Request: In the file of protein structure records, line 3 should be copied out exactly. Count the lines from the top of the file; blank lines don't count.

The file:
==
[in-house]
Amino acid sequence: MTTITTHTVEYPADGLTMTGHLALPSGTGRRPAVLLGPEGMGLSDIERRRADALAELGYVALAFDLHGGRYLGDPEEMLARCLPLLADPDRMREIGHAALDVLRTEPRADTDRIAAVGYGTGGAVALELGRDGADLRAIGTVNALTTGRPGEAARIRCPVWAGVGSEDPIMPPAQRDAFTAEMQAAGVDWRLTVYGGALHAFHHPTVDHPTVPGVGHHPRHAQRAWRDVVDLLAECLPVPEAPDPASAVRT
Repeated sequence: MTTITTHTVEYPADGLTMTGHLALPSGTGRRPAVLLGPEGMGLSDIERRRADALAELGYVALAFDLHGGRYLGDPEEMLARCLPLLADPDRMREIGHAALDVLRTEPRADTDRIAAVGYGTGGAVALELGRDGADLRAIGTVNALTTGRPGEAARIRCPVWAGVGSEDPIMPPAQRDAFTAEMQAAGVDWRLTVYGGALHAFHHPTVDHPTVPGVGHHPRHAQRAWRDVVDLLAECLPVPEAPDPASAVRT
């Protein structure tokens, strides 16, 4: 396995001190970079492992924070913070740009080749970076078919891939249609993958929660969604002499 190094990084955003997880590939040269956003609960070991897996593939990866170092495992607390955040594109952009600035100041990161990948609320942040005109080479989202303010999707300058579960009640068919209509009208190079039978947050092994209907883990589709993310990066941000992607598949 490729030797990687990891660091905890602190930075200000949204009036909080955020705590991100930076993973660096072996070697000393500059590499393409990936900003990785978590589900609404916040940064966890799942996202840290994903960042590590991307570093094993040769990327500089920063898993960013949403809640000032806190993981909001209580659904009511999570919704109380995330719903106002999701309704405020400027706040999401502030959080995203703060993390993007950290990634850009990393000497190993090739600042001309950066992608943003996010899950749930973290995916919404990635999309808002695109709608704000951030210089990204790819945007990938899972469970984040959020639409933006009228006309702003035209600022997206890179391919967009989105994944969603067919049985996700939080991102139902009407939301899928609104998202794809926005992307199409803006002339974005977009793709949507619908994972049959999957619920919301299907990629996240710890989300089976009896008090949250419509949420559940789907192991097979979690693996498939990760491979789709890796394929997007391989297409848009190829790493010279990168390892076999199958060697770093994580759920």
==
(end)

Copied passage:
Repeated sequence: MTTITTHTVEYPADGLTMTGHLALPSGTGRRPAVLLGPEGMGLSDIERRRADALAELGYVALAFDLHGGRYLGDPEEMLARCLPLLADPDRMREIGHAALDVLRTEPRADTDRIAAVGYGTGGAVALELGRDGADLRAIGTVNALTTGRPGEAARIRCPVWAGVGSEDPIMPPAQRDAFTAEMQAAGVDWRLTVYGGALHAFHHPTVDHPTVPGVGHHPRHAQRAWRDVVDLLAECLPVPEAPDPASAVRT